Welcome to the second act of my three part decades series – the top 10 movies of the 90’s.
The 90’s had many classics that have come to define the landscape of film history. With the success of the newly-founded summer blockbuster, studio executives began to invest more and more into mega-budget films. The average cost was now roughly 53 million dollars contrasting from the 18 million dollar budget average of the decade prior.
Addressing this matter Tim Dirks of FilmSite.org hits the nail on the head: “There still existed an imbalanced emphasis on the opening weekend, with incessant reports of weekly box-office returns, and puffed-up reviews and critics’ ratings. The belief was sustained that expensive, high-budget films with expensive special effects (including shoot ’em-ups, stereotypical chase scenes, and graphic orchestrated violence) meant quality. However, the independently-distributed film movement was also proving that it could compete (both commercially and critically) with Hollywood’s costly output.”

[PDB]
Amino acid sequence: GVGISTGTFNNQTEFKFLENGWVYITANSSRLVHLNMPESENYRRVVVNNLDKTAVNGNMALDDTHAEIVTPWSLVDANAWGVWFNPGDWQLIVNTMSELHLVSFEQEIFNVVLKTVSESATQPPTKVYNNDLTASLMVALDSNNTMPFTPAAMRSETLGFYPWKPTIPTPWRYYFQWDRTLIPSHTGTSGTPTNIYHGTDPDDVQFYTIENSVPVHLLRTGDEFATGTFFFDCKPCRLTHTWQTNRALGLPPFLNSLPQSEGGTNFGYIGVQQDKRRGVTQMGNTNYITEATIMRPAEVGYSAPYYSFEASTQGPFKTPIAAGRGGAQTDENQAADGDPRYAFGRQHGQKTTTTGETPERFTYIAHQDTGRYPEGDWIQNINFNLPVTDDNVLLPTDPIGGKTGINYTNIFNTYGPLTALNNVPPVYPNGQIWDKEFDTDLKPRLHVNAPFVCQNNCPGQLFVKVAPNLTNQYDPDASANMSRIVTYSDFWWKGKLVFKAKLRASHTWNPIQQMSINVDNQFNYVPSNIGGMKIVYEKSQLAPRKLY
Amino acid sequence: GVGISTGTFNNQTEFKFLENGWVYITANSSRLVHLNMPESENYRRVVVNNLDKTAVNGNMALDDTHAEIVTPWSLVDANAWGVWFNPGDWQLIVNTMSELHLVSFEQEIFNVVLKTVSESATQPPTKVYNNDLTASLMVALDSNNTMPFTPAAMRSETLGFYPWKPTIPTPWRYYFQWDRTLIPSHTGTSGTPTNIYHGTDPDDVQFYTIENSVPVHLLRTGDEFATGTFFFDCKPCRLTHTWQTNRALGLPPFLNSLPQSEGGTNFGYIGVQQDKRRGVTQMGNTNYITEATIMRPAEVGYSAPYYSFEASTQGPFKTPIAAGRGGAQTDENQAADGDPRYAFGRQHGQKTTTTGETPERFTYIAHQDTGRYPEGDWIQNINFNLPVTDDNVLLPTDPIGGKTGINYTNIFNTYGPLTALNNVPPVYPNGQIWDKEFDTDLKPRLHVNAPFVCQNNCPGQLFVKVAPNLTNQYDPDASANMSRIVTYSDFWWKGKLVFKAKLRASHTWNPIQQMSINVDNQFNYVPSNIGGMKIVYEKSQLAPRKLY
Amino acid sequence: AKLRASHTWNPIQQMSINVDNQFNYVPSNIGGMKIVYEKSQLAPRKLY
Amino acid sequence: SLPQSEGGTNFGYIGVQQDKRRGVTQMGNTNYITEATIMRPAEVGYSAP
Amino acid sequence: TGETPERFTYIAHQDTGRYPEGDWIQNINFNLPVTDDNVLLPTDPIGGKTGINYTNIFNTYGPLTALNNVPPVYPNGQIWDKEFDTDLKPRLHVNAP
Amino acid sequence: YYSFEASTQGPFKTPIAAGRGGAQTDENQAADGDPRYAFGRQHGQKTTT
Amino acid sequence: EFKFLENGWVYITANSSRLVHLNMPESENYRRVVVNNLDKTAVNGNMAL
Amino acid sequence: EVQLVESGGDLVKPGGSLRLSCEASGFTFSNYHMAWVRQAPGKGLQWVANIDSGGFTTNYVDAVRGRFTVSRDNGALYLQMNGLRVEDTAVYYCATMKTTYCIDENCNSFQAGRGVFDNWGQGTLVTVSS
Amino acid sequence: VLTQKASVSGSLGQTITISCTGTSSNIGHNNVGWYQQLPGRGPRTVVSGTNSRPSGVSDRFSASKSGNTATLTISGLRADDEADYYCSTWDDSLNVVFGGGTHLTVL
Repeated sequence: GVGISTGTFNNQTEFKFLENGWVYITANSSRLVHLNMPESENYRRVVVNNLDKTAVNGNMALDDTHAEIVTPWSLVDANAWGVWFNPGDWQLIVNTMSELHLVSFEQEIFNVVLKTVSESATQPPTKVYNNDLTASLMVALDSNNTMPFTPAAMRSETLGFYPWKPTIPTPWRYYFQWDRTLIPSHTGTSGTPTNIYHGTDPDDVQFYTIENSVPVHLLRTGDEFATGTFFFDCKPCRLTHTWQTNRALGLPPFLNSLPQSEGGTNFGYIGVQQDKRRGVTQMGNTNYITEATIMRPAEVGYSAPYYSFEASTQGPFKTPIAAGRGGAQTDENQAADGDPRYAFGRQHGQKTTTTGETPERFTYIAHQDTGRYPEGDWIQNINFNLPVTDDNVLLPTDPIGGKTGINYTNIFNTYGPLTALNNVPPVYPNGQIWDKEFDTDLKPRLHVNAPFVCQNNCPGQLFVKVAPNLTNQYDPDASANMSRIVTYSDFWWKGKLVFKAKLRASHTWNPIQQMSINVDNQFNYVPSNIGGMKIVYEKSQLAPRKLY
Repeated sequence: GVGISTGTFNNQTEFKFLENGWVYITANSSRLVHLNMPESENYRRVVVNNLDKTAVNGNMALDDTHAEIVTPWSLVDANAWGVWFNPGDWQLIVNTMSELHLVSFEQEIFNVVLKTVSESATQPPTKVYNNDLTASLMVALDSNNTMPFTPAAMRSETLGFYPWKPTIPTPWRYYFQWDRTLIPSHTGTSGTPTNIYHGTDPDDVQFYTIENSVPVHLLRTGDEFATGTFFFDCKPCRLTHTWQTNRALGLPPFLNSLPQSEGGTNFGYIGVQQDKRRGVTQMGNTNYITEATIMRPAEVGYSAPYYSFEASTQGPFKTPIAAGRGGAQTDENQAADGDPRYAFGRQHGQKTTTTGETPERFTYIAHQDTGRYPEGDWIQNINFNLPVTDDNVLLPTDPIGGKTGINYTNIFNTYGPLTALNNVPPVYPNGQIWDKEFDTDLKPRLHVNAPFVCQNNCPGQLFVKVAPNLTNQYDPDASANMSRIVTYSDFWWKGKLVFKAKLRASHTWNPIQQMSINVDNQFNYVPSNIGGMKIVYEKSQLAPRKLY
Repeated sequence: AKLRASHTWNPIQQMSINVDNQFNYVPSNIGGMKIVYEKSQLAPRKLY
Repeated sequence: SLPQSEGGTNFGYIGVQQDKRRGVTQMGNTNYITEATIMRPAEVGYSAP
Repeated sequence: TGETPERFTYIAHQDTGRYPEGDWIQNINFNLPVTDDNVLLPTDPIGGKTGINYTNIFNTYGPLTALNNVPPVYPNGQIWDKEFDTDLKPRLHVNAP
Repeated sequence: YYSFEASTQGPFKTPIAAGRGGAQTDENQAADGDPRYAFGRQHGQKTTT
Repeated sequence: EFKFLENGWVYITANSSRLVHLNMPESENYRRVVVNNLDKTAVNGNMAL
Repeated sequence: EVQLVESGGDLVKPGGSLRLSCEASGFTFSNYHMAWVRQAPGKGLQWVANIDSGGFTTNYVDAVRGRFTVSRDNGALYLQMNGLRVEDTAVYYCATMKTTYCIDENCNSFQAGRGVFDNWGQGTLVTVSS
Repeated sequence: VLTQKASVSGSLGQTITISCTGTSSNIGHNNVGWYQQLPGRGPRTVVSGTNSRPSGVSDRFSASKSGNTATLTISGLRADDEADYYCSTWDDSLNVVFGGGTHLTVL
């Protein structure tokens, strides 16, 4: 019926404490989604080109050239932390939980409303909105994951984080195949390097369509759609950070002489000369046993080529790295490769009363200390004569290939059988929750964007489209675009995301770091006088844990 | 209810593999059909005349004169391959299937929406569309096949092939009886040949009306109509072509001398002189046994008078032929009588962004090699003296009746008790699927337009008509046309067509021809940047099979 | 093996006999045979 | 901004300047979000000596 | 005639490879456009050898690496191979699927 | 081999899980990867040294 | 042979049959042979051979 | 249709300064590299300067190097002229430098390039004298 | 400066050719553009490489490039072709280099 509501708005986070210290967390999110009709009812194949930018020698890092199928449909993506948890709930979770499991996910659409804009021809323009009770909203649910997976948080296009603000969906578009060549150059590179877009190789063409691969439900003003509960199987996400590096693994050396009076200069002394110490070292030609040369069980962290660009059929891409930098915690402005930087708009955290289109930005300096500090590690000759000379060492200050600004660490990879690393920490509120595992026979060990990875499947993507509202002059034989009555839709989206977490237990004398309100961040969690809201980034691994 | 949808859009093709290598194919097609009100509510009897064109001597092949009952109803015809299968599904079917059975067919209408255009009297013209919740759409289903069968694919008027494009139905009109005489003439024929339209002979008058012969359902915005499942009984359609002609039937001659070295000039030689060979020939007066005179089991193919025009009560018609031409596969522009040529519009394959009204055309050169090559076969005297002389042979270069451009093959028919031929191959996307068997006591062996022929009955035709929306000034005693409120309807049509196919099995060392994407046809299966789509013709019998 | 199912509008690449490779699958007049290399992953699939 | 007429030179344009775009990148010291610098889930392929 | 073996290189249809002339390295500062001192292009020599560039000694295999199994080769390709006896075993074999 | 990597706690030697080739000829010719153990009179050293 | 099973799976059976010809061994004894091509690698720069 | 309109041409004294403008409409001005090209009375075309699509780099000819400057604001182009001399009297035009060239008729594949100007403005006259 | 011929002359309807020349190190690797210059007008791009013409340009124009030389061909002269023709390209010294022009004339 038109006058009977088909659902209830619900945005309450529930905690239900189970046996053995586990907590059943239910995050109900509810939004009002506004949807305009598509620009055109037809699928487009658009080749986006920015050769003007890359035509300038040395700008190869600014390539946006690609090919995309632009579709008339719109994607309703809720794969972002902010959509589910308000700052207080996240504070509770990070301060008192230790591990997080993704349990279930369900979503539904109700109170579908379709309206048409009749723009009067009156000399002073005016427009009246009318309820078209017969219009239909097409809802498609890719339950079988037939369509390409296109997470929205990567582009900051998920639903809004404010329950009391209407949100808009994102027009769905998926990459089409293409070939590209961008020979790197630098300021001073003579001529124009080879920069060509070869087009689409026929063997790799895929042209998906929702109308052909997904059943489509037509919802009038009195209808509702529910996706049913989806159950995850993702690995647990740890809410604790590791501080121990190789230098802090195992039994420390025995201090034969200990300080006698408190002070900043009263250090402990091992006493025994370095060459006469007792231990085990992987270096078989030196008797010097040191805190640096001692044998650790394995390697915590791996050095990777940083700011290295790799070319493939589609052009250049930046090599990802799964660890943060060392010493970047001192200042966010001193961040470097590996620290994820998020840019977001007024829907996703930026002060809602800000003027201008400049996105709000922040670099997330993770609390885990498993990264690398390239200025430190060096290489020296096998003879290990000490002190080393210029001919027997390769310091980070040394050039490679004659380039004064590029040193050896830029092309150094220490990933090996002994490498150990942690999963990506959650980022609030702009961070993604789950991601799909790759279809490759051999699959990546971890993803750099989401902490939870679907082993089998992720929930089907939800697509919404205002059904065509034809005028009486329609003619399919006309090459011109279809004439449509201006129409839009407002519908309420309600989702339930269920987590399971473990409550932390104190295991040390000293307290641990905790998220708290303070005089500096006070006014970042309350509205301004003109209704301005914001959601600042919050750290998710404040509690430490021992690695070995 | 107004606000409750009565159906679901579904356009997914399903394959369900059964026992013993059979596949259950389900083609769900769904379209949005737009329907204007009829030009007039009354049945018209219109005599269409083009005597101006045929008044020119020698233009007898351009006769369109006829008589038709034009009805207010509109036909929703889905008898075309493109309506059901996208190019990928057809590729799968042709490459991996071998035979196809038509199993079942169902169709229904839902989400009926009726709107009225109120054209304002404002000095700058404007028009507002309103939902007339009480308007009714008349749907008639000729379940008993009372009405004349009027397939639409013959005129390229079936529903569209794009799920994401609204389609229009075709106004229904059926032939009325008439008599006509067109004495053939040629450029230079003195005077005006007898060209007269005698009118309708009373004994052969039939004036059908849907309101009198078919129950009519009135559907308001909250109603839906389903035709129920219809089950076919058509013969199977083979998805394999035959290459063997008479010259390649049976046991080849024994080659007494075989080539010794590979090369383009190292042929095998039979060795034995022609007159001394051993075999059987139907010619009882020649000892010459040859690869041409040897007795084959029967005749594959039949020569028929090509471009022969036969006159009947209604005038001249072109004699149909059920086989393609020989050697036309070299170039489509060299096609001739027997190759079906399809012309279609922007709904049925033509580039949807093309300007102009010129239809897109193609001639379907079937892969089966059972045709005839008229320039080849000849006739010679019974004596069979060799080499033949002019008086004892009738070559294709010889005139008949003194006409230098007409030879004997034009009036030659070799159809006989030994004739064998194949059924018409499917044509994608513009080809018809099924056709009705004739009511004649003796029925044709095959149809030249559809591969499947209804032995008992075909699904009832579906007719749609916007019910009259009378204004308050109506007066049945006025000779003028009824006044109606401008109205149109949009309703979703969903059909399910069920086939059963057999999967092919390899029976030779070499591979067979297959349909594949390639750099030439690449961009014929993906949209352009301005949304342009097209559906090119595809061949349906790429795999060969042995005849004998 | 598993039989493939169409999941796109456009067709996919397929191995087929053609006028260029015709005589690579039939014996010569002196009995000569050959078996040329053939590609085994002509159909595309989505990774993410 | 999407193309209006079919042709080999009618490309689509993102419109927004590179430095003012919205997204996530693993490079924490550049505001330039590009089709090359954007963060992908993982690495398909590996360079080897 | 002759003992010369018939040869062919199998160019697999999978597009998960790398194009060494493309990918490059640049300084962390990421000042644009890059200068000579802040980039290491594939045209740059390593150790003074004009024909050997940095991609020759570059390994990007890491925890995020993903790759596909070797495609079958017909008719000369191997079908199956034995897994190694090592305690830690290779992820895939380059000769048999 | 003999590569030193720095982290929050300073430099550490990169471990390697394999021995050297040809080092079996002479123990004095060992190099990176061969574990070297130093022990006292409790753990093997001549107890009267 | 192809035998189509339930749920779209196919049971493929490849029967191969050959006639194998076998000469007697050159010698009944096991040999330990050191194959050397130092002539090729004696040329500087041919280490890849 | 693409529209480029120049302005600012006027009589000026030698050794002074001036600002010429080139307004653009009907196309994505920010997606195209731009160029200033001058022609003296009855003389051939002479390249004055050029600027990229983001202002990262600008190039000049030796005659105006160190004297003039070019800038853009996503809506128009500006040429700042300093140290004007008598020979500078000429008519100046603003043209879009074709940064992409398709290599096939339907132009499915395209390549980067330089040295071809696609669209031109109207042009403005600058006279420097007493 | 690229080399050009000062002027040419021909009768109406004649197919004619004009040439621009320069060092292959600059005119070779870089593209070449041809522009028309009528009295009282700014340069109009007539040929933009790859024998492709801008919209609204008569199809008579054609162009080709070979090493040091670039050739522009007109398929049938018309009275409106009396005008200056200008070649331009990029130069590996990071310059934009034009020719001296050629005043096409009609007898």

With this rise of studios like Miramax erupted production and distribution of some of the most remembered and influential films of all time sparking the birth of the indie film movement. For those of us that were children in this decade, we were blessed with the continuing nostalgia factor of 80’s film-making, but the rise of future of visual effects, CGI and the beauty & grit of Guerilla film-making became more prominent.
So without futher ado here is my list of my 10 favorite films of the 90’s.
***Forest Gump will not be on this list. I hate Forest Gump. Sorry in advance.***
Never before had we been so fully immersed in the horrors of warfare than in storming of Omaha Beach in my 10th favorite film of the 90’s. Steven Spielberg redefined what a war movie could be, and what we know about the brotherhood among the American infantry in World War II. While filming Saving Private Ryan, Spielberg and Director of Photography Janusz Kaminski utilized some of the most iconic and innovative camera techniques to date to create what can only be described as a masterpiece.